Yes, Mr. Arroyo, Youths Can Know God

Yes, Mr. Arroyo, Youths Can Know God April 14, 2018

 

Yes, I’ve seen the clip.

As many of you already know, Raymond Arroyo, a man whose television program I avoid like the plague, was griping about today’s youth this week. He was offended that the Pope– or anyone, for that matter– was listening to youths from all over the world, instead of to important people like Raymond Arroyo. I decided to ignore him, until I found that even people who like Arroyo’s show were chiding him, so I decided to listen to his remark.

“Why are we listening to young people, who really haven’t experienced a lot of life, or of God, frankly?” Arroyo griped.

What’s that?

Young people, taken as a whole, have not experienced a lot of God?

I question very strongly whether we should evaluate a person’s sanctity based upon their “experience” of God in the first place, but let’s just gloss over that, at the moment. Young people haven’t experienced a lot of God?

The Most Holy Theotokos was probably about fourteen when she was visited by the Angel Gabriel. She didn’t experience a lot of God?

Saint Dominic Savio didn’t experience a lot of God before his death at the age of fourteen– yet the Church still saw fit to canonize him? Saint Patrick who prayed one hundred times a day when he was an enslaved captive in his youth, didn’t experience a lot of God? What about Little Nelly of Holy God?  Saint Joan of Arc? Saint Bernadette? Saint Maria Goretti? Saint Timothy? Saint Therese? Just about every virgin martyr including Agatha and Lucy who are mentioned every Sunday in the Roman Canon? And every saint who experienced a conversion in her or his youth and then went on to live a life of virtue based upon it?  Are none of these more of a spiritual authority than Raymond Arroyo?

Much wiser and more eloquent people than I have commented that the Lord is eternally a child– and also eternally ancient, which is why Baby Jesus often looks like a grown man in icons. But God is ancient without losing those characteristics that make youths so annoying to people like Raymond Arroyo: He is completely intolerant of evils that we stodgy grown-ups have decided are inevitable. He refuses to take “no” for an answer when the question is injustice. He sees evil for what it is, and calls it evil, and demands that it be eradicated whether that’s practical or not. He refuses to accept that school shootings are inevitable, or that racism cannot be overcome, or that vulnerable people must die if they’re inconvenient. He refuses to revere popular idols, such as politicians, whom we’ve all decided must be worshiped in the name of some eventual good. He refuses to sacrifice human beings for the sake of industry and “progress” but insists that we place people as our priority. He demands good stewardship of the environment and respect for all life, no matter how much we’d like to ignore such things and focus on making money.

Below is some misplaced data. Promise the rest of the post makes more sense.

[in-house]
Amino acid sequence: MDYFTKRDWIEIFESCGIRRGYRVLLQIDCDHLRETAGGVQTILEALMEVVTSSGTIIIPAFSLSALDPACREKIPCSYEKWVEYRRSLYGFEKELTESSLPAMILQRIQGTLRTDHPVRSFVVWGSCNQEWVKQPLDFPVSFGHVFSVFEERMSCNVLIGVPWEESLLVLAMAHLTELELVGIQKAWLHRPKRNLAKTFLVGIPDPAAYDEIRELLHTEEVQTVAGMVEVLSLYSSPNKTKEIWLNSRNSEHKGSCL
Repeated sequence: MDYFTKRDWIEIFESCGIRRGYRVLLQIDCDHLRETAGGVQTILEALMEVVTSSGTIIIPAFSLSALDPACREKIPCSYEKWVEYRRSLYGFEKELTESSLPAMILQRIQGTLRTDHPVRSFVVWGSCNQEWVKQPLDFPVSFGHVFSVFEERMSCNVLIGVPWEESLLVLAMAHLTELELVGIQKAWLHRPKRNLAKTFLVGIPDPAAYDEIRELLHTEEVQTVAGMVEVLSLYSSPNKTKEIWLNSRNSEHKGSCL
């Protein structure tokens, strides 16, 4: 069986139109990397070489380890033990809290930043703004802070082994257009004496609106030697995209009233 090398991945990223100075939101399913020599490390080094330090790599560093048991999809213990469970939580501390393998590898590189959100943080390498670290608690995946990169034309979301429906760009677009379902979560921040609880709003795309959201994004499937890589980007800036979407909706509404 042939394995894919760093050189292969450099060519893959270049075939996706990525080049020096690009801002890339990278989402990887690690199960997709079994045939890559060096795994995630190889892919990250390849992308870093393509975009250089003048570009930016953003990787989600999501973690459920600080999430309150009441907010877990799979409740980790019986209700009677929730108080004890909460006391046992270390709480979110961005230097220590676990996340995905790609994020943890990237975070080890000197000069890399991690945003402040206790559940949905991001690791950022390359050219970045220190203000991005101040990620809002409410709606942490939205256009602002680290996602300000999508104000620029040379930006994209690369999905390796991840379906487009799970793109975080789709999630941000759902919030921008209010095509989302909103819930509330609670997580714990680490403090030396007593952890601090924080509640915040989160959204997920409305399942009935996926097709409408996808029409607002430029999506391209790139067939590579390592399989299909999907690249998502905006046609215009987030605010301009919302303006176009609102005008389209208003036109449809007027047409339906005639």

And while refusing to tolerate evil, Our Lord has the keenest appreciation for good. He has a childlike love for everything that is beautiful, fun, playful, innocent and silly because He loves it when His children are happy. He wants us to be happy all the time. In Heaven we will be free from the chains of our pride and self-importance that make us so formal. We will be overwhelmed with beauty, fun and play forever, and He who played upon the waters before the world was made will be there in our midst, the most playful of all.

The Lord Himself became a human child, once upon a time, and before He’d gotten very old we all murdered Him because He got on our nerves.  It was grown-ups who crucified Christ– mature, dignified, practical men of both the secular and the religious variety. And He is the only One there could ever be, who has perfect knowledge of God or anything else. I think it would do Arroyo good to meditate on that before he goes back on the air claiming to represent Catholicism.

That’s not to say that youths are perfect– nobody is, except Our Lord and Our Lady. Children aren’t; teenagers aren’t. Nor am I, not by a long shot. But to callously discount the religious experience of a whole class of people because they’re not like you is a prideful, bigoted mistake.

If you and Arroyo and I can’t find a way to become like these young people, we will never enter the kingdom of Heaven.

(image via Pixabay) 

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